6. I too have sometimes wondered if life is worth living on a personal level. I have also suffered despair about the state of the world off and on since I became aware of the destructive power of nuclear weapons and nuclear energy. And yes there is a great deal of suffering in our world, not least from war, which I have been working against all my adult life.

    However, I have also discovered on a personal level that there are many things that make life worth living, especially if we give up wanting to have what we think we should have or should deserve. I have many friends in Greece who lived through Nazi occupation and the Greek civil war and suffered poverty up through the 1980s who loved life more than I did when I first met them. They taught me that happiness is not about having but about giving and they taught me to appreciate the beauty of the world and to sing and dance.

    My mother signed a living will that included DNR after she was diagnosed with cancer. She continued to love life as much as she could throughout her illness, but she believed deeply that “when her time was up” it would be foolish to prolong it hooked up to tubes in the hospital. She taught me that you can love life and accept the inevitability of death.

    I think the Buddhist view that life is suffering could be modified to say life includes suffering. That it does, but if “we love life on its own account and through others” (de Beauvoir), I think we will see that the view that life “is” suffering and therefore not worth living is misplaced. My view is that I will love life on its own account and through others, I will appreciate beauty all around me, I will walk the beauty way, and I will do what I can to lessen suffering in my own life and in the lives of others and I will sing and I will dance. With that in mind, I find life very much worth living. Death for me is simply part of life. Death by violence at the hands of other humans is not and so I continue to work to end violence.

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  7. The Buddhist term translated as “suffering” has been described more accurately as being closer to “unsatisfactory,” so it’s not as extreme as “suffering,” though life certain has some periods of suffering for most of us.

    The 3rd and 4th of Buddhism’s 4 Noble Truths are, respectively, that there is a way out of the suffering/unsatisfactoriness of life, and that the Noble Eightfold Path is the way. (The ‘noble’ adjective is traditional.)

    Personally I’ve never wanted children, probably because I grew up without much TV and in a very rural area so escaped a lot of the mainstream socialization. I’ve also not thought it would be a tragedy if H. sapiens went extinct. We’re not that important of beings in the universe. We’re not that unimportant, either.

    May all beings be happy.

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    • Thank you for your comment, NW Luna. One of my colleagues focuses on Asian traditions. He has often said that the word “suffering” is not a good translation. He talks about life as being “out of kilter.” Of course, there are degrees of being “out of kilter.” When does that morph into suffering? I suppose it’s up to the individual to respond to such.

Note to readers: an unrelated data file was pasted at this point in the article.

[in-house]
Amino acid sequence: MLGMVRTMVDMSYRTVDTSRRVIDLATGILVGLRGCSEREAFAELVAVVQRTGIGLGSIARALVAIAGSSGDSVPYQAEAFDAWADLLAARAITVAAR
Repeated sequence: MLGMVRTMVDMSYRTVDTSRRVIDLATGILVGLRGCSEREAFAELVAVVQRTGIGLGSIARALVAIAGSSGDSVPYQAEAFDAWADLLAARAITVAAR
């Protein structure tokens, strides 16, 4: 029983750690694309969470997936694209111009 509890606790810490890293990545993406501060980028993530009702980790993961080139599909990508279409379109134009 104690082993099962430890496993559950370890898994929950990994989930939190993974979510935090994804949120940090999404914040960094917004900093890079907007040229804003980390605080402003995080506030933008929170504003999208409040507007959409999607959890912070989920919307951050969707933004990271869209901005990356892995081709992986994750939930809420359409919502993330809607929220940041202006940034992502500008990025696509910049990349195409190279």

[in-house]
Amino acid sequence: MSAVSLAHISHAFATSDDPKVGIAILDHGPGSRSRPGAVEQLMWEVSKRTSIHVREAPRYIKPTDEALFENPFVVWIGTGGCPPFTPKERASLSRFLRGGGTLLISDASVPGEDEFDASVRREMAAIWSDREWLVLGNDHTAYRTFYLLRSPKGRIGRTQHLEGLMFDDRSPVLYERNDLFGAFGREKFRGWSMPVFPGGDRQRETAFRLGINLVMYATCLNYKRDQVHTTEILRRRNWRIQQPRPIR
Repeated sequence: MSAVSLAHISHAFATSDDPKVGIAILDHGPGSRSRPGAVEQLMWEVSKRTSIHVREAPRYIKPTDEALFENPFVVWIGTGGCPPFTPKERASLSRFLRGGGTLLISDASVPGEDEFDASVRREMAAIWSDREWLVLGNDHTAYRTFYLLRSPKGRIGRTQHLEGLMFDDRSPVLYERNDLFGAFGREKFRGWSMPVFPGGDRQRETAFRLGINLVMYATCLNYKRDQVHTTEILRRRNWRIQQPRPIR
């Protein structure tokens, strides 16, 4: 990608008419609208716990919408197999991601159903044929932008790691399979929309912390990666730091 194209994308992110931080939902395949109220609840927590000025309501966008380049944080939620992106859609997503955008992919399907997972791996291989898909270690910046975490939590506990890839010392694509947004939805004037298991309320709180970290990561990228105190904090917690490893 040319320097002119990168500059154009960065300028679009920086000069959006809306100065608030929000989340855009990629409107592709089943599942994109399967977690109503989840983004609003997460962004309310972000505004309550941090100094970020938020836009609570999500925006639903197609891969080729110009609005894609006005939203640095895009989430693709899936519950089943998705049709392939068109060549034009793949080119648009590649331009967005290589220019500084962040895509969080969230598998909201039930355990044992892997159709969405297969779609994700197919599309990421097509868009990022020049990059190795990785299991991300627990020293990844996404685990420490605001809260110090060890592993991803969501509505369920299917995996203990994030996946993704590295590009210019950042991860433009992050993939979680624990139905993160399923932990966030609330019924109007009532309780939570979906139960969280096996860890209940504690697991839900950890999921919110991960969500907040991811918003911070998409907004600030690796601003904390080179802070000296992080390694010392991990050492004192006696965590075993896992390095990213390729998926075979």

There is much in Buddhism that I find appealing, however, at the end of the day, the 8-fold path outlined by the Buddha depends on some kind of interpretation. Who gets to interpret? “Right” is a relative term.

      The Noble Eightfold Path

      Right understanding (Samma ditthi)
      Right thought (Samma sankappa)
      Right speech (Samma vaca)
      Right action (Samma kammanta)
      Right livelihood (Samma ajiva)
      Right effort (Samma vayama)
      Right mindfulness (Samma sati)
      Right concentration (Samma samadhi)

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  8. Very interesting thoughts. I am reminded of the research about how important it is for humans to have a robust meaning construct – the people who live longest and score highest on happiness scales are those who do believe that there is more to life than just a meaningless existence followed by obliteration and nothingness, with no purpose to any of it. So while I do not relate to the right wing authoritarian and fundamentalist versions of Christianity (or buddhism or hinduism) on these topics, I do appreciate that most religions try to help humans cope with living in a fundamentally unjust and chaotic world. Personally, I like John Wesley’s view of things (he founded Methodism) in which we live to learn how to love, and those lessons continue after death, as we become, in life and after life, more and more our true selves, our divine selves, who love ourselves, our neighbor, and the divine source of all, more as we practice more. And healing, as a big part of that picture – that the divine is the source of healing, which we bring to each other, such that healing is always happening and always reaching for us, and through us.
    I wrestled with whether or not to bring children into this dying climate… and I still do wonder whether it was the right choice. But after all my traumas and losses, I choose to orient myself toward love and healing, hoping that my choice matters, because it is the only choice that seems justified, even if it doesn’t matter at all. Thank you for the thought provoking post. <3

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    • Thanks, Trelawney, for expressing how you live life through a particular meaning construct–one where love is paramount. You write, “I choose to orient myself toward love and healing, hoping that my choice matters, because it is the only choice that seems justified, even if it doesn’t matter at all.” We do what we feel we must.